A Paper/pencil or Digital Math Game to Provide
Self-Differentiation and Promote Discussion
If you're like me (and so many other teachers), you know that task cards can be used in sooo many ways in middle school and upper elementary math classes. From centers to Footloose (or Scoot) to exit tickets to entrance tickets to mini-quizzes - the list is long!
Math Truth or Dare Game with Task Cards
However, if you're like me in other ways, you're always looking for something new and different to spice up math class. This year, my "new and different" was to start playing Truth or Dare in math and language arts classes!
To use task cards this way, some of the question cards need to be written as True or False questions, which can make the questions a little trickier and lead to more in-depth thinking.
Dare questions are a little harder, and require students to complete more calculation or explain more than the Truth cards, and so they are worth more points. (Truth cards are worth one point and Dare cards are worth 2 or 3. I've even thrown in a 4-pointer here and there:-)
Playing Math Truth or Dare (paper/pencil version)
This is how to play this math game (or ELA, or any subject!)
1. Students are in groups of 3 – 4.
2. Students each get a recording sheet.
3. Each group gets a set of “Truth” cards and a set of “Dare” cards (I make 18 of each). These go into separate piles, for students to pick from.
4. Students can decide who should go first, and then for each student’s turn, they can decide to choose a Truth card or a Dare card.
5. During their turn, students should read the card aloud to the group, record their answer/work on the recording sheet, and share their answer with the group. (I allow students to discuss the answers after the "official" answer is given, and sometimes students end up having great discussions!)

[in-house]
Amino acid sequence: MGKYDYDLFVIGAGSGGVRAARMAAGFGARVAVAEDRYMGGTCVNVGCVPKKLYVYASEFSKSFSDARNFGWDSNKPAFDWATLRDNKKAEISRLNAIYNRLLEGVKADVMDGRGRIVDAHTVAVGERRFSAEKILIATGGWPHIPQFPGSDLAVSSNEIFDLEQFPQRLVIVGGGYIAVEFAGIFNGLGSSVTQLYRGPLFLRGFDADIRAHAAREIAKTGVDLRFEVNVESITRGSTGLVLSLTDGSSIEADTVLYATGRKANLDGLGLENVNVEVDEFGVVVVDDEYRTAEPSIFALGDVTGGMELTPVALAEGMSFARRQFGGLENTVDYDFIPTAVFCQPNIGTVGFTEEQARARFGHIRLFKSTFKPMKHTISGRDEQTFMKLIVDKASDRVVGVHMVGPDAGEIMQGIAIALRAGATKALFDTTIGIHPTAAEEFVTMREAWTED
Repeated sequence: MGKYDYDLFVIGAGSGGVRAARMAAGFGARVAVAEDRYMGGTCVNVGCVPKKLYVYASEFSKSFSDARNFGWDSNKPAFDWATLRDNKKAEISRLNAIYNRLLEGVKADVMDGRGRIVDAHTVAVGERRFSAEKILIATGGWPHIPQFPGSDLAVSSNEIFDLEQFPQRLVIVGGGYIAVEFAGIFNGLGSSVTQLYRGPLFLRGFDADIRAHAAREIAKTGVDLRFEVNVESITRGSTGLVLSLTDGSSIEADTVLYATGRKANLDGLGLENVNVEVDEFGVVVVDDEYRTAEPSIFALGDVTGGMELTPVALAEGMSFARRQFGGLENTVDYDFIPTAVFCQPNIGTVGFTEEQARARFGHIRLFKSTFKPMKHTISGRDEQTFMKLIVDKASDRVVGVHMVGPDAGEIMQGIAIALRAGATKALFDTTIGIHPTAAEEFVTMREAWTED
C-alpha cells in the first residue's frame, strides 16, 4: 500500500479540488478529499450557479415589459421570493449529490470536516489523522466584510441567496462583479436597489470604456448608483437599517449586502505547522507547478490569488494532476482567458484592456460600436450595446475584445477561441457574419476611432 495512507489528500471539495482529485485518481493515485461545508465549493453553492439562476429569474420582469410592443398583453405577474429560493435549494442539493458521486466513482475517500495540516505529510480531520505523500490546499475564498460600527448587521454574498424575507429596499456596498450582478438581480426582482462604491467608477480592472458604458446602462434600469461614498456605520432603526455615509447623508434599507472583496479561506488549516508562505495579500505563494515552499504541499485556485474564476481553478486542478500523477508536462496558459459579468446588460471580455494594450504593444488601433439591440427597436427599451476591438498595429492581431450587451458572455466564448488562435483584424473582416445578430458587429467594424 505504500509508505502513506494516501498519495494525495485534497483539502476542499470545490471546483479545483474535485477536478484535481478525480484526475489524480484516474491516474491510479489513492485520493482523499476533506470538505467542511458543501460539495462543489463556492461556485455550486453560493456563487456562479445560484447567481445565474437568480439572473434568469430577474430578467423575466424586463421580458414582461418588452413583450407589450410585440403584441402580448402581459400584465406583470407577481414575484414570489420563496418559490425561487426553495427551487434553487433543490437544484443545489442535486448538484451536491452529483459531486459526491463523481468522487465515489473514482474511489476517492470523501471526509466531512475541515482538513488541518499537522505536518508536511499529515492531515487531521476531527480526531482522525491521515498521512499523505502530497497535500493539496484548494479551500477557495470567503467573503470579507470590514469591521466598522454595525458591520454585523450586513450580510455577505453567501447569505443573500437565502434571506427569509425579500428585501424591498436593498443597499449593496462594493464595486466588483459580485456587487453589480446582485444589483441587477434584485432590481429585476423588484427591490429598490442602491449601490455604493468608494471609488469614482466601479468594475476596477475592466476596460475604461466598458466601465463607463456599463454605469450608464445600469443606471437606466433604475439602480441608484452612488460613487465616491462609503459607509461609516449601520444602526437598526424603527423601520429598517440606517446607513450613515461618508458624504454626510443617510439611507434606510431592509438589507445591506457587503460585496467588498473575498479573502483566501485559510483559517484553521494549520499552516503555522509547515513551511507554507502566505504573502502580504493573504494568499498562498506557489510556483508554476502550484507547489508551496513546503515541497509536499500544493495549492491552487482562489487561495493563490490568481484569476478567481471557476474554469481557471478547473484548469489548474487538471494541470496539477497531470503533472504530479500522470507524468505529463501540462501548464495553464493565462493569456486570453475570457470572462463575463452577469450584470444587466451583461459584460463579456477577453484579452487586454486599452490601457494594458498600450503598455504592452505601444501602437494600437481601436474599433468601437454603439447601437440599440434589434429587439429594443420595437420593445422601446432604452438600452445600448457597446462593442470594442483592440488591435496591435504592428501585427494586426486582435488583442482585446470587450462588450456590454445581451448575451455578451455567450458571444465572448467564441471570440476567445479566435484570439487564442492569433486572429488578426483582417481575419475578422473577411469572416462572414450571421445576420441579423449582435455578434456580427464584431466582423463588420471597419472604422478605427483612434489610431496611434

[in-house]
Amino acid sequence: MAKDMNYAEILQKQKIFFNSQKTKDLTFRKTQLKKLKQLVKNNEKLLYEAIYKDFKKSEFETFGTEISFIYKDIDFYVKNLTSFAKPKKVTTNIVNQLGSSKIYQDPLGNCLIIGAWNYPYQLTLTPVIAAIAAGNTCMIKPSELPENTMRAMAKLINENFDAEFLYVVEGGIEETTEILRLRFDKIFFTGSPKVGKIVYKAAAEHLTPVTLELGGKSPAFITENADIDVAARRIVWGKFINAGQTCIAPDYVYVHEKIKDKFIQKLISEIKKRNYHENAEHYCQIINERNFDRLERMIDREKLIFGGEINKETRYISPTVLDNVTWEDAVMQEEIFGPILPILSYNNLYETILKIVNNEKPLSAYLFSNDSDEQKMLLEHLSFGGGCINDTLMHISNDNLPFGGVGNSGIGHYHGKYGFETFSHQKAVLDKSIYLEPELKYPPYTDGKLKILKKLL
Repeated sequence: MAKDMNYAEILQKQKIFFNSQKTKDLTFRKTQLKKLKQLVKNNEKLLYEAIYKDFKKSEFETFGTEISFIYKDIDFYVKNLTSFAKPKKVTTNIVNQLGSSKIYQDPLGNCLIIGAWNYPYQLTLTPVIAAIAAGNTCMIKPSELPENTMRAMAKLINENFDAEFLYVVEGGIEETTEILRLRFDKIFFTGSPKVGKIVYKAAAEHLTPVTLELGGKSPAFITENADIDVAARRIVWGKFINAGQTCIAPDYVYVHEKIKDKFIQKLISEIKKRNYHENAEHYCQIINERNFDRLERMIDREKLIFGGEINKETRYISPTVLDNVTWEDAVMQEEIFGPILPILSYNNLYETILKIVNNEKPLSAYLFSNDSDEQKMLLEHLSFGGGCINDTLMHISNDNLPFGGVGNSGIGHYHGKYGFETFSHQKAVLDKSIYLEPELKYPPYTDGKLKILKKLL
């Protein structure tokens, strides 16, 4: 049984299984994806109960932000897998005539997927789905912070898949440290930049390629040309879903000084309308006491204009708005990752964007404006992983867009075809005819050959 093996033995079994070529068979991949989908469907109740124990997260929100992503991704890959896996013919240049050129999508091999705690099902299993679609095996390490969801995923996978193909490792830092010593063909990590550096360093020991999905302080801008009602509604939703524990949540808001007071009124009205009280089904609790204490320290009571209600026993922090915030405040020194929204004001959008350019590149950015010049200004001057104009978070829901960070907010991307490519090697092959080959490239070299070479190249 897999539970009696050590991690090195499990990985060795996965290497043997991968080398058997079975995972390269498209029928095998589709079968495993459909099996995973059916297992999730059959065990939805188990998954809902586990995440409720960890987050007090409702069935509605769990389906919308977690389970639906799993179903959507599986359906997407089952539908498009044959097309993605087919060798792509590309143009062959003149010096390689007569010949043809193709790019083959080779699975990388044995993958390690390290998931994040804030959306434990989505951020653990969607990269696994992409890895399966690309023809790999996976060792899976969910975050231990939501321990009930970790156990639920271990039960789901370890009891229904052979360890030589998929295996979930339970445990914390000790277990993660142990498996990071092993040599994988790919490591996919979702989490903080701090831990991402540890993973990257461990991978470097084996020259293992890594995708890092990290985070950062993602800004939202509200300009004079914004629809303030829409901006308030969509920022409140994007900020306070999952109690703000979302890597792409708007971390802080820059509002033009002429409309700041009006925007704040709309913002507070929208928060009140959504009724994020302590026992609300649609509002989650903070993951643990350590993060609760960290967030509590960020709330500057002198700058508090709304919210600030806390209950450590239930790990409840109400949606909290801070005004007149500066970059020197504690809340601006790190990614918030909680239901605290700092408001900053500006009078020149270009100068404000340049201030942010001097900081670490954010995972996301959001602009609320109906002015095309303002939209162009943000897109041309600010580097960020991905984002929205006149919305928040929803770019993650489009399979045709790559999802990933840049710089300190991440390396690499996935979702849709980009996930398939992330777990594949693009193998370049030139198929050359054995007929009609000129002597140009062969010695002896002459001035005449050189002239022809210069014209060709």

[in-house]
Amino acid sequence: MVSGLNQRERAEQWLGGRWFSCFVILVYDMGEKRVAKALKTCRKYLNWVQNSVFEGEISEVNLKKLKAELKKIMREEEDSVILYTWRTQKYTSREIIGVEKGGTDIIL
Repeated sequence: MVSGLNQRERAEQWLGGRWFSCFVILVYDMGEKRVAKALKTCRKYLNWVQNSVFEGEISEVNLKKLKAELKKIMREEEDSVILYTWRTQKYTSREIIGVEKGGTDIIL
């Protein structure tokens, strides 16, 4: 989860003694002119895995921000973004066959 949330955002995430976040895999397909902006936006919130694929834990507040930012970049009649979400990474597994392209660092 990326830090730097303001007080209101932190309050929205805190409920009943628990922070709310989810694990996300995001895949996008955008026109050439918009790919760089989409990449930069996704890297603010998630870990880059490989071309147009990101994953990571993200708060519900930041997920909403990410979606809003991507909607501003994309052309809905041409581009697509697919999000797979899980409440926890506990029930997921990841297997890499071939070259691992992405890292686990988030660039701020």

6. When students answer a Truth card correctly, they earn 1 point. Dare cards are 2 or 3 points each – students won’t know the point value until they choose a card. The point value will be recorded in the “Points Attempted” column on the recording sheet.
7. Students check the answers and record points they earned. Once all answers are checked and points earned are recorded, students add up their points to see who won!
Check out this video to learn more about the way the game is played with paper/pencil - in any subject (it's an old one, lol)!
Benefits of the Truth or Dare Game
1) It makes math practice fun and engaging,
What makes this game fun? Well, it's a little different - with the "dare" part in there. Students also don't always know how many points the Dare card will be worth, so that offers a little excitement.
2) It gives a chance for self-differentiation
I like the fact that students can choose the type of question they want, so it allows for some self-differentiation...the choice gives the more hesitant students the chance to feel a little more confident.
Digital Math Truth or Dare
After creating several paper and pencil Truth or Dare games, my wonderful friend Leah (Secondary Resources for Social Studies & English) suggested I make a Google classroom version, and I'm so glad I did! It's easy to use and there's little to no copying needed! (A little copying if I want students to write their work/answers on paper; no copying if I want to share the Truth or Dare game in Edit mode and have students type their answers.)
Check out the 2-minute video below - it shows how the game works in Edit mode (there are one or two "slow to refresh" spots in the video, so please don't think it's not working:-)
You can check out the Truth or Dare games in my TPT store.
I hope you can use this game idea-it can be used in any subject!
P.S. Truth or Dare games (as well as other activities) are also available to play here on my site, as web-based activities. You can check them out here.
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